Reading Aloud: Qualitative Differences in the Relation between Stimulus Quality and Word Frequency as a Function of Context
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Virtually all theories of visual word recognition assume (typically implicitly) that when a pathway is used, processing within that pathway always unfolds in the same way. This view is challenged by the observation that simple variations in list composition are associated with qualitative changes in performance. The present experiments demonstrate that when reading aloud, the joint effects of stimulus quality and word frequency on RT are driven by the presence/absence of nonwords in the list. Interacting effects of these factors are seen when only words appear in the experiment whereas additive effects are seen when words and nonwords are randomly intermixed. One way to explain these and other data appeals to the distinction between cascaded processing (or interactive-activation) on the one hand versus a thresholded mode of processing on the other, with contextual factors determining which mode of processing dominates.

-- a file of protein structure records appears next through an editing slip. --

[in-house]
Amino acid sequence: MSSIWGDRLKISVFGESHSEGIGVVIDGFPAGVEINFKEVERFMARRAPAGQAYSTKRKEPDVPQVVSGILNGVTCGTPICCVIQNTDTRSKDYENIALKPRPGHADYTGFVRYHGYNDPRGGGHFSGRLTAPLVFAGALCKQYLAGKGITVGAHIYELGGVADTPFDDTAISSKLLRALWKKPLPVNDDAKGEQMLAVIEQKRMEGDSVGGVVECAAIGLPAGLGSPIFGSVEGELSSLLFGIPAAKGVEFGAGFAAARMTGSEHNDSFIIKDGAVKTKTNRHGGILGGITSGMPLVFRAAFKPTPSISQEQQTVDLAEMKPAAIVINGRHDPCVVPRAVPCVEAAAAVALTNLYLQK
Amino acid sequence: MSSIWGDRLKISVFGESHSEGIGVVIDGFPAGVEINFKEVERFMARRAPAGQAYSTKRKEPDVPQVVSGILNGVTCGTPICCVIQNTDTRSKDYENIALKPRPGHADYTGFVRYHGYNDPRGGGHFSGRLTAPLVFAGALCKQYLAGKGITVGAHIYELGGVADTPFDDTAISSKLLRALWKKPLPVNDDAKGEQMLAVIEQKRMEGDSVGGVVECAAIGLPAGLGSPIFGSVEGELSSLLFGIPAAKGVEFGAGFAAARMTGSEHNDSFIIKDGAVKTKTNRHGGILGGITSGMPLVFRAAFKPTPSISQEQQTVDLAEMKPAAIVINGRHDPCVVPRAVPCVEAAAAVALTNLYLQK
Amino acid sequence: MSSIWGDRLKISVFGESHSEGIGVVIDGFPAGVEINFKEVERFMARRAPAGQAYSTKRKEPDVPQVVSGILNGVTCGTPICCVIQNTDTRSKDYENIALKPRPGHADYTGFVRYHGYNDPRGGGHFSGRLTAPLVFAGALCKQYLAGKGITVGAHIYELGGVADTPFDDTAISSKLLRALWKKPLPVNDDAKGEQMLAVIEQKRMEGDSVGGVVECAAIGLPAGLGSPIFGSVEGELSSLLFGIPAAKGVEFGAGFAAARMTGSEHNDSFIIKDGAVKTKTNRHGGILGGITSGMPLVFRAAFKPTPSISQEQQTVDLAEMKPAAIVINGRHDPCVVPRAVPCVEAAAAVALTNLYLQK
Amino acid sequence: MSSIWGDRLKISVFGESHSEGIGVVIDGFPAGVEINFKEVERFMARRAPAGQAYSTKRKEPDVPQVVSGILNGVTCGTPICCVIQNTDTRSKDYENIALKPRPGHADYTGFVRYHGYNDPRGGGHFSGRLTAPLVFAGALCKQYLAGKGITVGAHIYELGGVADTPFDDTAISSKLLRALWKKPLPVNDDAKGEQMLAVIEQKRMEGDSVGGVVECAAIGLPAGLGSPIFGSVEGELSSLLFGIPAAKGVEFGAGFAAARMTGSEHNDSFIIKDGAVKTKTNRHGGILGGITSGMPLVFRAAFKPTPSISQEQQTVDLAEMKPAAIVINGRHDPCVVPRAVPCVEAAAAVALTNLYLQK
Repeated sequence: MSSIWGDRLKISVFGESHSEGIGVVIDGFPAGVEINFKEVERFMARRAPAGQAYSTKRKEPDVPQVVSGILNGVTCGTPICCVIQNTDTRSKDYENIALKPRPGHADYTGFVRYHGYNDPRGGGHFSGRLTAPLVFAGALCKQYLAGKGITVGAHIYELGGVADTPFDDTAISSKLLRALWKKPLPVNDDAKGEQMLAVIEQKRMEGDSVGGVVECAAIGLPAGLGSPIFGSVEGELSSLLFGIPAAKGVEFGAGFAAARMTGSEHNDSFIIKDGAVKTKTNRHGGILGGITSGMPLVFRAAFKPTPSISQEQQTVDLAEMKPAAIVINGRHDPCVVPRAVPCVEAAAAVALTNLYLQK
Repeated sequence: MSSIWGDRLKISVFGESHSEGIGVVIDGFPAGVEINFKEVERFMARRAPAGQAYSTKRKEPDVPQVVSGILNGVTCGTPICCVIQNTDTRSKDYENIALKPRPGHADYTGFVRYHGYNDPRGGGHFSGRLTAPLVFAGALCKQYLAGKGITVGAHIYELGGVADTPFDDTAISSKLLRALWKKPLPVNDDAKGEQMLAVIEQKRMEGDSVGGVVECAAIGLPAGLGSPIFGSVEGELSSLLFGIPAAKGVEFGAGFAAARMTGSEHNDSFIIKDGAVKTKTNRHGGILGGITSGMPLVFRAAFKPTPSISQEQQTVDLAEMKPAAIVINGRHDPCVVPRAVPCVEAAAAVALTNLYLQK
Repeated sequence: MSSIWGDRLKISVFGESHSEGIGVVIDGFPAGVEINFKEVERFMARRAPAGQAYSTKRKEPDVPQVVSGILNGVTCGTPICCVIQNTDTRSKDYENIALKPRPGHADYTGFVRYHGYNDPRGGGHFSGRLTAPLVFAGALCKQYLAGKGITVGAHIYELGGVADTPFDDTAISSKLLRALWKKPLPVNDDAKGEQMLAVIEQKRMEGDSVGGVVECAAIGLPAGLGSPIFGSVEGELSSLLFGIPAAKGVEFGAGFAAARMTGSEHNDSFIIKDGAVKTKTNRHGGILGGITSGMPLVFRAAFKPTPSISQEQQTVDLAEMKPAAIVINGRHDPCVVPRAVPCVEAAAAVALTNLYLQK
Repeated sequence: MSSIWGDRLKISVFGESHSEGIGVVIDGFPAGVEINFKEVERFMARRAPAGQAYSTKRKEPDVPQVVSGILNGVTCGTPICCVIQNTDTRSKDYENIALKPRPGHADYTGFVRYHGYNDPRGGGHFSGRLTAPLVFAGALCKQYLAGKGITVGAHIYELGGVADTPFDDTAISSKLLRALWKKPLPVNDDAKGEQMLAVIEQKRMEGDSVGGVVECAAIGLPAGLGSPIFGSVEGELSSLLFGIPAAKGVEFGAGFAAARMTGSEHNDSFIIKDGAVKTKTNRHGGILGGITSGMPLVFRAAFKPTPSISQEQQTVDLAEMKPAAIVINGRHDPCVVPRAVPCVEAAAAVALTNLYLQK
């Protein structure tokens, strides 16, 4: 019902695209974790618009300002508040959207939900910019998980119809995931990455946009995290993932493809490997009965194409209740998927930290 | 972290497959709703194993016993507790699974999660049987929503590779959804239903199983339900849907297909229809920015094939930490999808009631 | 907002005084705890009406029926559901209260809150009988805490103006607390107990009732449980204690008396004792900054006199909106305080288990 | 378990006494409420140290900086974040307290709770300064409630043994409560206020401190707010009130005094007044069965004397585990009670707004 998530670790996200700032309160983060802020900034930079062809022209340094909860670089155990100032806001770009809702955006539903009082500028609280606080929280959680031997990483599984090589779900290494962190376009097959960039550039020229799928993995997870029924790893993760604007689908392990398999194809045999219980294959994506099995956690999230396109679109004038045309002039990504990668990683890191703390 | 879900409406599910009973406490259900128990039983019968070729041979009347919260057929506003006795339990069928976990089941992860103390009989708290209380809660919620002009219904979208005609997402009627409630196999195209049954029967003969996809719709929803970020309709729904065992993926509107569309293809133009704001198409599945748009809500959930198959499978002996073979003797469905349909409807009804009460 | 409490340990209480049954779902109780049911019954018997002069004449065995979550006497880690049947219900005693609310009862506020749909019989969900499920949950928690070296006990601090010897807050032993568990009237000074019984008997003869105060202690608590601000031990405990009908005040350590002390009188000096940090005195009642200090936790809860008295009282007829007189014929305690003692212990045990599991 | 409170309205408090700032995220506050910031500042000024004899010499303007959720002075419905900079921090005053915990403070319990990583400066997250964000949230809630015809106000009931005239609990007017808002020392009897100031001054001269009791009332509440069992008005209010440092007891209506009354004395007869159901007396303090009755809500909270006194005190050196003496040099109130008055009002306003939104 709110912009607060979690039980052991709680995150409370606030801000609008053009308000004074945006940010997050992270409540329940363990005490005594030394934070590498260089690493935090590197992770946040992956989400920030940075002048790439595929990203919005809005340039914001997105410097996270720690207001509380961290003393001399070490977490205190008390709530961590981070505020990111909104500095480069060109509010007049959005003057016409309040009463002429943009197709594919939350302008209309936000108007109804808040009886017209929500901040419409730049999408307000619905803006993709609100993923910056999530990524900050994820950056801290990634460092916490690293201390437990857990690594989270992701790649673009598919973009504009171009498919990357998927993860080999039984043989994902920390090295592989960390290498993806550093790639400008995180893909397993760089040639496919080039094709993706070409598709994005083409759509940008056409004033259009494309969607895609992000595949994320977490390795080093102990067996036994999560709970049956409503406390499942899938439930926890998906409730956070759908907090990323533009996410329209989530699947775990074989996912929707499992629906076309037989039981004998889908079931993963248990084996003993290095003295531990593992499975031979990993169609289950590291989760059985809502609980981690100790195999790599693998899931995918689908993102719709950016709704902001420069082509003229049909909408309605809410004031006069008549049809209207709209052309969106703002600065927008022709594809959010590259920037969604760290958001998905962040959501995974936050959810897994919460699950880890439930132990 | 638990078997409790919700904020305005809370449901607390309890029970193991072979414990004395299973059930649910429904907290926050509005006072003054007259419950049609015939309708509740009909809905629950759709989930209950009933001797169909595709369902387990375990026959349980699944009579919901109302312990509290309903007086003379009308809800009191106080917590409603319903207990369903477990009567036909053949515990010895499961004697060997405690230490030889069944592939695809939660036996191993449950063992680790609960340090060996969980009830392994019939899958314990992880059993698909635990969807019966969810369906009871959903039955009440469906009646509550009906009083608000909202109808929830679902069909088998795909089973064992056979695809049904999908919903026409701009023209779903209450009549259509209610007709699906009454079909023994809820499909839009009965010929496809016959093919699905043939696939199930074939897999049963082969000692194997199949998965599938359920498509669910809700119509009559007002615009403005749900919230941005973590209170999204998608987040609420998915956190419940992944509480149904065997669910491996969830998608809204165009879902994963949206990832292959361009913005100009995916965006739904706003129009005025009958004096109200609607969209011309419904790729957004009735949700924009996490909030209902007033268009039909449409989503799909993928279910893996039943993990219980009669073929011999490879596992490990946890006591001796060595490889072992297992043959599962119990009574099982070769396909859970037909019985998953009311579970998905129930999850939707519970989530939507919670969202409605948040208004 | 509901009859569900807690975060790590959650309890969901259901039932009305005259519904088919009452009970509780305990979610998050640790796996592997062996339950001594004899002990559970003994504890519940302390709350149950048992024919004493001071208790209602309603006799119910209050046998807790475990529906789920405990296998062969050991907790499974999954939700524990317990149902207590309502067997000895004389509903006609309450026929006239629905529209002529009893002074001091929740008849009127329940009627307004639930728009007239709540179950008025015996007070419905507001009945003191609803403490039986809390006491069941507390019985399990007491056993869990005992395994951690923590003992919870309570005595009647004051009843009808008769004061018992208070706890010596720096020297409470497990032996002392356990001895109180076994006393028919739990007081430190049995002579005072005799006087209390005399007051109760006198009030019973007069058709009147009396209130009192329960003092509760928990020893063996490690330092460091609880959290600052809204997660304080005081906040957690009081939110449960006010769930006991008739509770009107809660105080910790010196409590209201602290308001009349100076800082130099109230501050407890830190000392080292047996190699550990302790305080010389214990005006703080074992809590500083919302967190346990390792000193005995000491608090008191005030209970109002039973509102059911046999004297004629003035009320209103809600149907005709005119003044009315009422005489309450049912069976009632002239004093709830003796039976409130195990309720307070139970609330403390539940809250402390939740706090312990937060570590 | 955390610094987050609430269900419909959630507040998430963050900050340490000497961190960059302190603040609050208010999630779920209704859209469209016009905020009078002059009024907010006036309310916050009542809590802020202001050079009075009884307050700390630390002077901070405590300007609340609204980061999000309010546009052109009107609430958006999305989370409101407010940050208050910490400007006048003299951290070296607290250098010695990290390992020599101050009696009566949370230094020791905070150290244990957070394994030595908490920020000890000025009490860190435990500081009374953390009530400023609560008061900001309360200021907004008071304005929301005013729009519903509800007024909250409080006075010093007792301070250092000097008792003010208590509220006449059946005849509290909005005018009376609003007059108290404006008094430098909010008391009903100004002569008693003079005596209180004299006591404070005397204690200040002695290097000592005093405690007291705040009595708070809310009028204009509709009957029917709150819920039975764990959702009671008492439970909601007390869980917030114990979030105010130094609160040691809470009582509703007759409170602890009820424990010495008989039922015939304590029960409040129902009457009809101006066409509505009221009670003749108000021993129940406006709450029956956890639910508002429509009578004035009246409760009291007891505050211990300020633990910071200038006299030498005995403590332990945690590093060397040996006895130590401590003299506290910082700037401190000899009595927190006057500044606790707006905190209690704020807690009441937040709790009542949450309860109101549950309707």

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Shannon O'Malley (2008). Reading Aloud: Qualitative Differences in the Relation between Stimulus Quality and Word Frequency as a Function of Context. UWSpace. http://hdl.handle.net/10012/3853